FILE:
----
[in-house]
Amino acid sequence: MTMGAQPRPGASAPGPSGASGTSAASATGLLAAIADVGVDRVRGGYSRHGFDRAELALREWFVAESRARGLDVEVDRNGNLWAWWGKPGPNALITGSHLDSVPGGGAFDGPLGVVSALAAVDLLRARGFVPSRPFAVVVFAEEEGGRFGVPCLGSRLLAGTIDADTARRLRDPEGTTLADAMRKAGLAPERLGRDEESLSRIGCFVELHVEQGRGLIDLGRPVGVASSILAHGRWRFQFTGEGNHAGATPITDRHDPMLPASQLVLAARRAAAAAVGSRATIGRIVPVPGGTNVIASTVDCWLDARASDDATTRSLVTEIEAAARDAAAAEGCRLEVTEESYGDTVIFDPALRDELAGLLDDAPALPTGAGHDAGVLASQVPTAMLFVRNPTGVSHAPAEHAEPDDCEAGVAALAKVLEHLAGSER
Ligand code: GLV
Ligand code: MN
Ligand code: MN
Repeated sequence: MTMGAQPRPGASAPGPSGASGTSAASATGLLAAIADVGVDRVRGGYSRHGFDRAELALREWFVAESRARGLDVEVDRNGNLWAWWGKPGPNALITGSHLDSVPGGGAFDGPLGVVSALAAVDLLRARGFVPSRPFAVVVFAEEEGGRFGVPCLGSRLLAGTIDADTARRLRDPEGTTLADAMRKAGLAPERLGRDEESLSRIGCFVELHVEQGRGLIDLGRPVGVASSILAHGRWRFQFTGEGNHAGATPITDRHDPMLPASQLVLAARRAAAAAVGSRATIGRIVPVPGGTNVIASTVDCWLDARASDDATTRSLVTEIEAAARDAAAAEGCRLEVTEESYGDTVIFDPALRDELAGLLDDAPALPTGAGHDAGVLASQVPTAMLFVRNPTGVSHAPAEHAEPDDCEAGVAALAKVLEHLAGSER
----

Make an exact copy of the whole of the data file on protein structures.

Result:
[in-house]
Amino acid sequence: MTMGAQPRPGASAPGPSGASGTSAASATGLLAAIADVGVDRVRGGYSRHGFDRAELALREWFVAESRARGLDVEVDRNGNLWAWWGKPGPNALITGSHLDSVPGGGAFDGPLGVVSALAAVDLLRARGFVPSRPFAVVVFAEEEGGRFGVPCLGSRLLAGTIDADTARRLRDPEGTTLADAMRKAGLAPERLGRDEESLSRIGCFVELHVEQGRGLIDLGRPVGVASSILAHGRWRFQFTGEGNHAGATPITDRHDPMLPASQLVLAARRAAAAAVGSRATIGRIVPVPGGTNVIASTVDCWLDARASDDATTRSLVTEIEAAARDAAAAEGCRLEVTEESYGDTVIFDPALRDELAGLLDDAPALPTGAGHDAGVLASQVPTAMLFVRNPTGVSHAPAEHAEPDDCEAGVAALAKVLEHLAGSER
Ligand code: GLV
Ligand code: MN
Ligand code: MN
Repeated sequence: MTMGAQPRPGASAPGPSGASGTSAASATGLLAAIADVGVDRVRGGYSRHGFDRAELALREWFVAESRARGLDVEVDRNGNLWAWWGKPGPNALITGSHLDSVPGGGAFDGPLGVVSALAAVDLLRARGFVPSRPFAVVVFAEEEGGRFGVPCLGSRLLAGTIDADTARRLRDPEGTTLADAMRKAGLAPERLGRDEESLSRIGCFVELHVEQGRGLIDLGRPVGVASSILAHGRWRFQFTGEGNHAGATPITDRHDPMLPASQLVLAARRAAAAAVGSRATIGRIVPVPGGTNVIASTVDCWLDARASDDATTRSLVTEIEAAARDAAAAEGCRLEVTEESYGDTVIFDPALRDELAGLLDDAPALPTGAGHDAGVLASQVPTAMLFVRNPTGVSHAPAEHAEPDDCEAGVAALAKVLEHLAGSER